Year In Review : 1925 American League

O ff the field...

One of the most sensational court cases in twentieth-century America, the "Scopes Monkey Trial" went infinitely beyond the boundaries of law and the courtroom to question the social, intellectual, and cultural values of America. In 1925, the American Civil Liberties Union (ACLU) announced that it was willing to financially support anyone challenging a recently enacted Tennessee law that prohibited the teaching of Darwinism in the state's schools. John T. Scopes, a twenty-five year-old high-school science teacher in Dayton, Tennessee, who taught evolution in his school biology class, accepted the ACLU offer and agreed to stand as the defendant in a test case to challenge the law. At the conclusion of the hearings, Scopes' attorney asked the jury to return a verdict of guilty in order that the case might be appealed to the Tennessee Supreme Court where, he hoped, the anti-Darwin law would be overturned. The jury, complying with his request, returned a verdict of guilty and fined Scopes $100.

I n the American League...

Ty Cobb set another one of his many Major League records on May 5 th after going six-for-six, (including three home runs) in a Detroit Tiger win over the St. Louis Browns. Cobb's sixteen total bases topped the American League record previously set by Joe Hauser (fourteen) on August 2 nd of 1924.

Boston Red Sox outfielder Ira Flagstead initiated three double plays on May 19 th in an 8-2 loss to the St. Louis Browns breaking the record previously set by Tris Speaker in 1918. (All of Speaker's were unassisted).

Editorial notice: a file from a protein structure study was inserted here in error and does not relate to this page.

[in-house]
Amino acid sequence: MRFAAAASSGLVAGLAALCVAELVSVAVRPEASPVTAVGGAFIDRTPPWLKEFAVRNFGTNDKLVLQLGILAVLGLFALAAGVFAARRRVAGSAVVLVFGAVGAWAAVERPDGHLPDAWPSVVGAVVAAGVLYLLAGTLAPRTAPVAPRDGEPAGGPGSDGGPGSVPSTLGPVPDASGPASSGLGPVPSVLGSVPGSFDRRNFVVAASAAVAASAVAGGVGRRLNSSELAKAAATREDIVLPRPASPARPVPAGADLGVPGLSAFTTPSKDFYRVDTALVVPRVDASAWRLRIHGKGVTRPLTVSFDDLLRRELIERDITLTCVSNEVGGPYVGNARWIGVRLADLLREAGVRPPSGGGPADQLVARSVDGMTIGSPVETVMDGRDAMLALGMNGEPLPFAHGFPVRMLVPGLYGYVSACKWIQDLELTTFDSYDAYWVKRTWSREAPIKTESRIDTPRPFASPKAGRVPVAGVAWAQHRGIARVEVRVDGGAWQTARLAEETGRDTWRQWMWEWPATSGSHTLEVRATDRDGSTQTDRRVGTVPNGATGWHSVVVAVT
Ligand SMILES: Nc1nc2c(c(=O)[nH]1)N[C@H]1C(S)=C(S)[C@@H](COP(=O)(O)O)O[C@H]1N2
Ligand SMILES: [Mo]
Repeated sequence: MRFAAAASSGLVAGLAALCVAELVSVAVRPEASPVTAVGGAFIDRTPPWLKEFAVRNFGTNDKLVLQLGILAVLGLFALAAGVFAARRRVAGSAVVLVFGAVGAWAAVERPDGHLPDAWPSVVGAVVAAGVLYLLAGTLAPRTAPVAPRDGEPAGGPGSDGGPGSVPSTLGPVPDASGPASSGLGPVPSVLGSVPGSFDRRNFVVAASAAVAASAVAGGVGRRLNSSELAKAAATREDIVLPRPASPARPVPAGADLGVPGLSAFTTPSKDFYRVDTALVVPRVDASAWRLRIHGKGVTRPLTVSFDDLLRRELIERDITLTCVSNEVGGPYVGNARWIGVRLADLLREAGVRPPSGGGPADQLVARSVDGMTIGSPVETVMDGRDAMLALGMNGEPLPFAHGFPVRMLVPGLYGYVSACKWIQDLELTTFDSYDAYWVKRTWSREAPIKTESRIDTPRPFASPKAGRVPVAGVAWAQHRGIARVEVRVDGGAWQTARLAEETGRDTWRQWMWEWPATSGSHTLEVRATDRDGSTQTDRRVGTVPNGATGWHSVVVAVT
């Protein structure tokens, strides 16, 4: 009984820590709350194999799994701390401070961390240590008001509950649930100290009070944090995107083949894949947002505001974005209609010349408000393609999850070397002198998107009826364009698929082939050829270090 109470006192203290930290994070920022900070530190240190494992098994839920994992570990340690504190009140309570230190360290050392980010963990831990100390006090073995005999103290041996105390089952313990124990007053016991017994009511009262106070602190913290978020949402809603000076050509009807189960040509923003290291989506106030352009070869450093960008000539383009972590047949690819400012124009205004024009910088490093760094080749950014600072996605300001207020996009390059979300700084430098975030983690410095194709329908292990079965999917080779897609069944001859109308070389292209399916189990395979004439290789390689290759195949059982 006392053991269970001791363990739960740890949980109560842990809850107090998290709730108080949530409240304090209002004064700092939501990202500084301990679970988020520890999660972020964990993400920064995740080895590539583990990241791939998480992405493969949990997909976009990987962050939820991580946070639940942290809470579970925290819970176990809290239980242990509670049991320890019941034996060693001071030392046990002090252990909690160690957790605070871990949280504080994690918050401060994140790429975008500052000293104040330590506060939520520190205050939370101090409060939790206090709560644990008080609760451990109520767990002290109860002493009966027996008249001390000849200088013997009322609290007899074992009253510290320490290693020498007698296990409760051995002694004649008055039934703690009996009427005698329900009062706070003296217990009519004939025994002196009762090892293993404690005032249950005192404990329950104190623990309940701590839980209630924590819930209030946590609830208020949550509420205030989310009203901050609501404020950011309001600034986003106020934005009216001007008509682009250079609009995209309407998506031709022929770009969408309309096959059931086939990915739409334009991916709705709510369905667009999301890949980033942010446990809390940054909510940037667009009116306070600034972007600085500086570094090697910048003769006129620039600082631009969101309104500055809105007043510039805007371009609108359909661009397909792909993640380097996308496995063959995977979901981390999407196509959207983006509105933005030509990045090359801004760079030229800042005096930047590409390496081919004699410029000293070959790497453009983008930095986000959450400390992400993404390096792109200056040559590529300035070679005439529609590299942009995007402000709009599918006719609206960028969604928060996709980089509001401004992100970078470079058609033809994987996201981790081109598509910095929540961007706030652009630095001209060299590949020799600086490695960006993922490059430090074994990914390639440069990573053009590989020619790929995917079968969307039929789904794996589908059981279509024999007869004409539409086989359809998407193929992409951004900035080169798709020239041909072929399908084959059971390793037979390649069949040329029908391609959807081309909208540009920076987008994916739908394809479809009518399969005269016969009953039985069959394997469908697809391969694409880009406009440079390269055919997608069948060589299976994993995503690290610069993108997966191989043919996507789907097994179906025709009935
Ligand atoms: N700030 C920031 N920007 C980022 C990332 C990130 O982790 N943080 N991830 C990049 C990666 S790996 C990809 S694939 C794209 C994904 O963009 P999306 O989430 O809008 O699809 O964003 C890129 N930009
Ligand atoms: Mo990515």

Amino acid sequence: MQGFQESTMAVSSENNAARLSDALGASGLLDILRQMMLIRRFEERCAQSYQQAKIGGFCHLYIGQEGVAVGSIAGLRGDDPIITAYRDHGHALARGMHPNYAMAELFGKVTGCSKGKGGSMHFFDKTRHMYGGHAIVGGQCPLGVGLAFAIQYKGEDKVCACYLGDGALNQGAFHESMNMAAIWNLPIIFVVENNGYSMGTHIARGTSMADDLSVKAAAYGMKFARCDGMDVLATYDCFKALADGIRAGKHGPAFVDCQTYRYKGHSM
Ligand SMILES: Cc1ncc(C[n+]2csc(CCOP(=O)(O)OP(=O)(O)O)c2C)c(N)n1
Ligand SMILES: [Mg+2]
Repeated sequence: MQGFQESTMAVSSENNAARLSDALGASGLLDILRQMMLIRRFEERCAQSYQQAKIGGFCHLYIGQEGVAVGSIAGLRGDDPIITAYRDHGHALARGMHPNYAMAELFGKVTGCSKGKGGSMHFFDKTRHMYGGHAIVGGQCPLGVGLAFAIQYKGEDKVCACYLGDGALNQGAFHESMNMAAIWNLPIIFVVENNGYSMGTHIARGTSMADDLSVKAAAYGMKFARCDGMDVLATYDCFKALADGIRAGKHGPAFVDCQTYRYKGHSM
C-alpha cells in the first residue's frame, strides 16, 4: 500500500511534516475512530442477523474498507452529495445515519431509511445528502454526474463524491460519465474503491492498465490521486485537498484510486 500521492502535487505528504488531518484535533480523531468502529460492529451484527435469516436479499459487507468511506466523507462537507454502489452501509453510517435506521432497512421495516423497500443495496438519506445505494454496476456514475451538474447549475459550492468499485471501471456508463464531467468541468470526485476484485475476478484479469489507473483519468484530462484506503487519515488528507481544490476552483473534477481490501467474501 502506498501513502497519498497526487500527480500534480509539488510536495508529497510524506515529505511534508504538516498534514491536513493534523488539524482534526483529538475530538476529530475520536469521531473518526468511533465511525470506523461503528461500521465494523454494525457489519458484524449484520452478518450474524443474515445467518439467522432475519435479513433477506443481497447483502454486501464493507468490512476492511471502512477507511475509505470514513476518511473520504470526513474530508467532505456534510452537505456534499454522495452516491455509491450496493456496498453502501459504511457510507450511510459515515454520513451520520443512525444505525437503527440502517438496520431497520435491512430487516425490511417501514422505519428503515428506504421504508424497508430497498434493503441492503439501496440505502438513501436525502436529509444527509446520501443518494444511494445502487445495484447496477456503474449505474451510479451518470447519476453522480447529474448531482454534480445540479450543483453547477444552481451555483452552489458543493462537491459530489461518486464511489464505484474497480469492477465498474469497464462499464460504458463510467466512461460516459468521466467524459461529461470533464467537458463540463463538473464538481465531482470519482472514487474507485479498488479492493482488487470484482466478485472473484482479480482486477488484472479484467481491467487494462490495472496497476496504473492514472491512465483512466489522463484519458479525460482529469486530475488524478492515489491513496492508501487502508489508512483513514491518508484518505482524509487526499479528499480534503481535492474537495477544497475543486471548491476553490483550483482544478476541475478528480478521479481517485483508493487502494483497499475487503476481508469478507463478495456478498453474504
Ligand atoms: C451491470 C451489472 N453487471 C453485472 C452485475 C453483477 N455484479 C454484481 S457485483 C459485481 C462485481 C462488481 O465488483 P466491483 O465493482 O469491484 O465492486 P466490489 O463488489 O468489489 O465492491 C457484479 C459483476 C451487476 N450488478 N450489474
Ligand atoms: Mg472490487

Rookie Ben Paschal of the New York Yankees hit two inside-the-park home runs, in an 11-6 win over the Chicago White Sox on September 22 nd . Paschal totaled seven home runs in the month of September setting a franchise record (for rookies) that stood until 1998.

I n the National League...

Pittsburgh Pirates shortstop Glenn Wright pulled off the impossible after completing a solo triple play at second base during a 10-9 win over the St. Louis Cardinals on May 7 th . Wright ended the game after snagging a Jim Bottomley line drive while simultaneously stepping on the bag before Johnny Cooney could return. Then he tagged Rogers Hornsby who was attempting to retreat after coming down from first base.

Second baseman Milt Stock of the Brooklyn Dodgers set a modern National League record after tallying four hits in four consecutive games.

Marv Goodwin (one of the few remaining "spitball" pitchers) was killed in an accident during an Air Reserve training flight on October 21 st . The former right-hander for the St. Louis Cardinals had recently joined the Cincinnati Reds at the end of the season and became the first active-player ever to be killed in a plane crash.

A round the league...

At the annual meeting of American League owners, a plan was adopted to alternate the site of future World Series openers by league rather than deciding it by a coin toss. Games 1, 2, 6, and 7 would be played in one park and 3, 4, and 5 would take place in the other.

On April 5 th , New York Yankees icon Babe Ruth collapsed suddenly at a railroad station in Asheville, North Carolina. He later underwent an emergency operation for an ulcer at New York Hospital on April 17 th and remained in bed until May 26 th .